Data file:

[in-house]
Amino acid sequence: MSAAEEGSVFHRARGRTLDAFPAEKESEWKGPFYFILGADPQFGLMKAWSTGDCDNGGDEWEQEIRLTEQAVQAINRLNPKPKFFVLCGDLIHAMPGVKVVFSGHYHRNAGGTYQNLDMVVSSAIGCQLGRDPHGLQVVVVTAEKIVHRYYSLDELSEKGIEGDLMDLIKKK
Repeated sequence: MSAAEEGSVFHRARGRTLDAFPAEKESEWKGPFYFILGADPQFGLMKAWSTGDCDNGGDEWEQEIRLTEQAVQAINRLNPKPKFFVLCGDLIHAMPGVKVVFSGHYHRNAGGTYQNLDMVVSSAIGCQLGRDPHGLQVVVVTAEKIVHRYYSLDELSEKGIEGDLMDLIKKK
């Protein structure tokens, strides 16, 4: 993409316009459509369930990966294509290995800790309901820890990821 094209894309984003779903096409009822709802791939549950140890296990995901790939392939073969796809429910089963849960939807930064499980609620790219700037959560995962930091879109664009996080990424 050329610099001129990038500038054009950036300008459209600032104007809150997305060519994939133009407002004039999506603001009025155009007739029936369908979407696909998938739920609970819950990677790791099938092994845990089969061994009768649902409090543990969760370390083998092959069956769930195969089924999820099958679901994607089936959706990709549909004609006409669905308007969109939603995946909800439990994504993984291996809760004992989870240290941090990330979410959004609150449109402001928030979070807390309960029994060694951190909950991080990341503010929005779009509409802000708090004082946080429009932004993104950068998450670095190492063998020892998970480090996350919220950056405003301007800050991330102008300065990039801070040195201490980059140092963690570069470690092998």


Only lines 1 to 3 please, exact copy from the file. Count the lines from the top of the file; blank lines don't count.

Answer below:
[in-house]
Amino acid sequence: MSAAEEGSVFHRARGRTLDAFPAEKESEWKGPFYFILGADPQFGLMKAWSTGDCDNGGDEWEQEIRLTEQAVQAINRLNPKPKFFVLCGDLIHAMPGVKVVFSGHYHRNAGGTYQNLDMVVSSAIGCQLGRDPHGLQVVVVTAEKIVHRYYSLDELSEKGIEGDLMDLIKKK
Repeated sequence: MSAAEEGSVFHRARGRTLDAFPAEKESEWKGPFYFILGADPQFGLMKAWSTGDCDNGGDEWEQEIRLTEQAVQAINRLNPKPKFFVLCGDLIHAMPGVKVVFSGHYHRNAGGTYQNLDMVVSSAIGCQLGRDPHGLQVVVVTAEKIVHRYYSLDELSEKGIEGDLMDLIKKK